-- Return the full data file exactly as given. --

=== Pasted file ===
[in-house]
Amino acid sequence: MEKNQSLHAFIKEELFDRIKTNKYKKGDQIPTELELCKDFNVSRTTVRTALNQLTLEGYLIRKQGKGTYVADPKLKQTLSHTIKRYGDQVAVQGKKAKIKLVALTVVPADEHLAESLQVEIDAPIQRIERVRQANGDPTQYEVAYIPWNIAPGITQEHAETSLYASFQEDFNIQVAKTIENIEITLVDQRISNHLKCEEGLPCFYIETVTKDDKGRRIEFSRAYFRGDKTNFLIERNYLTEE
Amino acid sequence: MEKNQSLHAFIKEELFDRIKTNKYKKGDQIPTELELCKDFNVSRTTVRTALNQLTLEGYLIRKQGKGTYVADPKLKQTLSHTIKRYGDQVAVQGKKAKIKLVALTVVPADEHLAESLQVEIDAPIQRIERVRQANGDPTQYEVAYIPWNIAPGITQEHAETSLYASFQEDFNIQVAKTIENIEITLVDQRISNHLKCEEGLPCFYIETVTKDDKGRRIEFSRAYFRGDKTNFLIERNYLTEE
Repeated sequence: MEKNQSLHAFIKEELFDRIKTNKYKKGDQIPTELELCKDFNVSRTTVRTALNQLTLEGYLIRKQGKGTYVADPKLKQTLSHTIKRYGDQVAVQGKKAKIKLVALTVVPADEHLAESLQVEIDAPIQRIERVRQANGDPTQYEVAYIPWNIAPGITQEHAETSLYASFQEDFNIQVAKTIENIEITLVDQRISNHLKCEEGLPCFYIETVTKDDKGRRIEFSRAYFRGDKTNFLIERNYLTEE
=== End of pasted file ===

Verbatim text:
[in-house]
Amino acid sequence: MEKNQSLHAFIKEELFDRIKTNKYKKGDQIPTELELCKDFNVSRTTVRTALNQLTLEGYLIRKQGKGTYVADPKLKQTLSHTIKRYGDQVAVQGKKAKIKLVALTVVPADEHLAESLQVEIDAPIQRIERVRQANGDPTQYEVAYIPWNIAPGITQEHAETSLYASFQEDFNIQVAKTIENIEITLVDQRISNHLKCEEGLPCFYIETVTKDDKGRRIEFSRAYFRGDKTNFLIERNYLTEE
Amino acid sequence: MEKNQSLHAFIKEELFDRIKTNKYKKGDQIPTELELCKDFNVSRTTVRTALNQLTLEGYLIRKQGKGTYVADPKLKQTLSHTIKRYGDQVAVQGKKAKIKLVALTVVPADEHLAESLQVEIDAPIQRIERVRQANGDPTQYEVAYIPWNIAPGITQEHAETSLYASFQEDFNIQVAKTIENIEITLVDQRISNHLKCEEGLPCFYIETVTKDDKGRRIEFSRAYFRGDKTNFLIERNYLTEE
Repeated sequence: MEKNQSLHAFIKEELFDRIKTNKYKKGDQIPTELELCKDFNVSRTTVRTALNQLTLEGYLIRKQGKGTYVADPKLKQTLSHTIKRYGDQVAVQGKKAKIKLVALTVVPADEHLAESLQVEIDAPIQRIERVRQANGDPTQYEVAYIPWNIAPGITQEHAETSLYASFQEDFNIQVAKTIENIEITLVDQRISNHLKCEEGLPCFYIETVTKDDKGRRIEFSRAYFRGDKTNFLIERNYLTEE